But what about the fellowship? Grabbing a few other players and tackling a beast of a quest, trying to work out the puzzle of victory, is always a blast. Without a lot of multiplayer opportunities in my world, Fellowship Events are a welcome addition to my life no matter how punishing the quest is.

Sunday, October 9, 2016

Deckbuilding: Let's Use Spirit Pippin!

Three weeks ago I began a fantastic, brand new job that involves an hour-long commute each way.  It has been years since I last listened to Rob Ingles' amazing unabridged reading of The Lord of the Rings. The last time was on a road trip and I remember how enhanced the scenery around me seemed as I listened to Tolkien's rich descriptions of Middle-earth. My knowledge of the trilogy has grown a bit rusty since then and this new commute seemed like the perfect time to dive back into the world of hobbits and goblins.

And what better time to re-start my saga campaign? It was almost two years ago that I first began working through The Black Riders and, despite 5/6 saga boxes being out yet, I still have not finished the final quest of The Road Darkens. I won't spend a whole lot of time going over fresh attempts at quests I have already written up (nor will I really keep track of the number of attempts it takes), but I will put up the decklists and any memorable moments. I am still deciding how to break this up, but I will likely go through a saga box and then alternate with a deluxe expansion or a cycle. That should keep me making progress on getting caught up with the current releases while helping my campaign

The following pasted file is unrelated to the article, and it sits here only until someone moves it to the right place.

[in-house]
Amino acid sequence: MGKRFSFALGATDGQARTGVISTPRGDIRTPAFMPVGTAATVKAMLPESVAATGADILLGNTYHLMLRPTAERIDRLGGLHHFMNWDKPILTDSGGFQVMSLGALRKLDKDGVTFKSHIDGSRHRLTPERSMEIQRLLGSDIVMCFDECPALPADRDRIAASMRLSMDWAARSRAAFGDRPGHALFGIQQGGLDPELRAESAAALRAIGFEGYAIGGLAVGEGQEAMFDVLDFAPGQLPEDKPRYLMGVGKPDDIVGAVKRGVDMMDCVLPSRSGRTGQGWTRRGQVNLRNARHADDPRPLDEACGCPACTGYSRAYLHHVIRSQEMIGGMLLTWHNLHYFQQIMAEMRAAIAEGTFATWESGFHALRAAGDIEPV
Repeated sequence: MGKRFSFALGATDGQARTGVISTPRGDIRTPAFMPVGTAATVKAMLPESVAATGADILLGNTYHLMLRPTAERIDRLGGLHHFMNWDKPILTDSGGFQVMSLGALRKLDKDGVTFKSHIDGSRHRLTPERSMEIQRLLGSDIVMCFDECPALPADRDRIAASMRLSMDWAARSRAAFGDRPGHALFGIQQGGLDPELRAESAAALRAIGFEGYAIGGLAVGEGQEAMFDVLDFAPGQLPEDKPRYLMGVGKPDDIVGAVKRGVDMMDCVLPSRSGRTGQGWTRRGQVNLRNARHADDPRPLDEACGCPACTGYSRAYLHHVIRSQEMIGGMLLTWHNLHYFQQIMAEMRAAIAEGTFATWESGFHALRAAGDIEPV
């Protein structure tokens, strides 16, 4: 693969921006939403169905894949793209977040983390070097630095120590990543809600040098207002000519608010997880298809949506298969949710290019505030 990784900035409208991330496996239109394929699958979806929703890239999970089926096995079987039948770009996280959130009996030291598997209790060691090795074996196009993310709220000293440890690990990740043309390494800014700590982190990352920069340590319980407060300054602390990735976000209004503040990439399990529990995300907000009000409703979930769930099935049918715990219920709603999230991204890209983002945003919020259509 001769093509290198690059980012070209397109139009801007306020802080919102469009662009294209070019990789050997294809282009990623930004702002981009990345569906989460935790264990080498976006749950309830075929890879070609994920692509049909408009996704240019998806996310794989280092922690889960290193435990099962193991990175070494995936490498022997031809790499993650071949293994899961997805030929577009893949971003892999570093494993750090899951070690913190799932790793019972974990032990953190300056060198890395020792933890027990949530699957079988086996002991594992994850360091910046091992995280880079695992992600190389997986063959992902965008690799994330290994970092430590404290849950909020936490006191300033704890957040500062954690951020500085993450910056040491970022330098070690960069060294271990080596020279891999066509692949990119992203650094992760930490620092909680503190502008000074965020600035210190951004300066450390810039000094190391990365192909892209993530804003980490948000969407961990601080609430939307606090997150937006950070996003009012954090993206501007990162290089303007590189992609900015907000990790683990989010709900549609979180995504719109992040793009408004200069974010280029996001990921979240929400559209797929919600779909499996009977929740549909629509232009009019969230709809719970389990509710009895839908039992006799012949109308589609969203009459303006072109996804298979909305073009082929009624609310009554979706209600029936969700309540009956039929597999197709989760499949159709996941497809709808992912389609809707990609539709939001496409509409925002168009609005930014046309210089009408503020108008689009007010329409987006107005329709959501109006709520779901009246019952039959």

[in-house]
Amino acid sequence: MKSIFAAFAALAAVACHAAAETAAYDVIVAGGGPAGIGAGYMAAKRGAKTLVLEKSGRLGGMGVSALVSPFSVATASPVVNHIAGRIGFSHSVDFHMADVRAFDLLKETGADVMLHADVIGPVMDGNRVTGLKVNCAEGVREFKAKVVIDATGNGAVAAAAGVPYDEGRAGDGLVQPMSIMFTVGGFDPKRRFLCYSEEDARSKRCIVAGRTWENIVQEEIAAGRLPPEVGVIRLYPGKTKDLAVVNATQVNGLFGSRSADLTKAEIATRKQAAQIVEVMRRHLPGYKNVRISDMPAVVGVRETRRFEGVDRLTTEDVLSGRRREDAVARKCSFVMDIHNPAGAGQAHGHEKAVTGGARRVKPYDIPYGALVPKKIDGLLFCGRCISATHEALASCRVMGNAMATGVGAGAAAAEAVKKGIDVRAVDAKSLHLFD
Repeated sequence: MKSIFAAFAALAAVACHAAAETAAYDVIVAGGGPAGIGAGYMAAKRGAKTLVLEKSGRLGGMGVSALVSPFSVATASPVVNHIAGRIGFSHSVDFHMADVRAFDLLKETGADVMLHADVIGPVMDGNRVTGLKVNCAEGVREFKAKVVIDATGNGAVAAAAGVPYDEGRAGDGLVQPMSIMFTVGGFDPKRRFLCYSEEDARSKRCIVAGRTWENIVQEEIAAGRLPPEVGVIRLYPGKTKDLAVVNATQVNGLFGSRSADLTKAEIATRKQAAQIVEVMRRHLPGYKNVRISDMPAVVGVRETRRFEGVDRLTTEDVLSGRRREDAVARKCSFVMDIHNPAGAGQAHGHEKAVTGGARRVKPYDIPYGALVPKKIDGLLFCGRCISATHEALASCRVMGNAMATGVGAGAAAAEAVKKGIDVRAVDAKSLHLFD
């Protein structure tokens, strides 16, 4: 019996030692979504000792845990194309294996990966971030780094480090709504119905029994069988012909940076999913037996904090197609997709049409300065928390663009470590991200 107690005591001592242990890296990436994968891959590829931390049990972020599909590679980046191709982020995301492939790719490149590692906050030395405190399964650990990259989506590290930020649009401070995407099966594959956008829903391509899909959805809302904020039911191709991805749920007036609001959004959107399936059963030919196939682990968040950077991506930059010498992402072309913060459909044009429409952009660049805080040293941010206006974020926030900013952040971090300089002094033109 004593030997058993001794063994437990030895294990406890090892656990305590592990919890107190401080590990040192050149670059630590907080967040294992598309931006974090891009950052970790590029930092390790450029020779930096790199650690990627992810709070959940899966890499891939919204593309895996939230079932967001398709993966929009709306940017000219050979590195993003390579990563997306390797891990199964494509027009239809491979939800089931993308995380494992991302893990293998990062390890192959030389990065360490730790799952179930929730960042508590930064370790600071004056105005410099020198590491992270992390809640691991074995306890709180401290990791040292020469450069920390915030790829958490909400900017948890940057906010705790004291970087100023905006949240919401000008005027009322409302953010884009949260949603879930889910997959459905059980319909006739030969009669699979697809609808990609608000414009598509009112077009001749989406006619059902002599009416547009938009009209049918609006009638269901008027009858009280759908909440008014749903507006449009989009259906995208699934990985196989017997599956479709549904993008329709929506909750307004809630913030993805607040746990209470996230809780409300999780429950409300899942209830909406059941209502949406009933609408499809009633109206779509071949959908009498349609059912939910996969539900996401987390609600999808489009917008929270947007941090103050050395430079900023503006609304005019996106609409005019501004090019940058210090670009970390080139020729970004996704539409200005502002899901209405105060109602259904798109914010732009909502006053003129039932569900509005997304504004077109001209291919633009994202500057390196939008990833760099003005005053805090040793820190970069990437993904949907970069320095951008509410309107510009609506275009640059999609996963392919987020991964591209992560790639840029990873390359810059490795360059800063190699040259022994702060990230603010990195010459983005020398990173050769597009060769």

stay exciting for me.

(P.S.- This was also a great time to begin listening to The Grey Company's book club, which I do on the drive home, and I highly recommend the series for those working through the books, the saga quests, or both).

A Shadow of the Past

My goal going into A Shadow of the Past was to be as thematic as possible. No Bill, no daggers, no Gandalf, no Merry. And this was to be a pure sprint, with our heroes having no time and no interest in taking on the Black Riders. So who to call on when you do not want to engage everyone? Who can help save the day when you fail a hide test? Who do I have a hard time coming up with situations where I would ever want to use him? That's right! His time is here!

Let's Use Spirit Pippin!

Heroes
Pippin (Encounter at Amon Din)
Sam Gamgee (The Black Riders)
Frodo Baggins (The Land of Shadow)

Allies
Celduin Traveler x3
Elven Jewler x3
Escort from Edoras x3
Silvan Refugee x3
Farmir (Core) x3
Rivendell Scout x3

Attachments
Ancient Mathom x3
Unexpected Courage x3
Celebrian's Stone x3
Good Meal x3
Resourceful x3

Events 
Children of the Sea x2
Courage Awakened x2
Ride Them Down x2
Timely Aid x3
Frodo's Intuition x3
A Good Harvest x3
Hobbit-sense x3

Sets Used
Core
A Journey to Rhosgobel
The Redhorn Gate
The Watcher in the Water
The Steward's Fear
Th Druadan Forest
Encounter at Amon Din
The Black Riders
The Blood of Gondor
The Three Trials
Trouble in Tharbad
The Nin-in-Eilph
The Antlered Crown
Escape from Mount  Gram
The Land of Shadow

RingsDB Link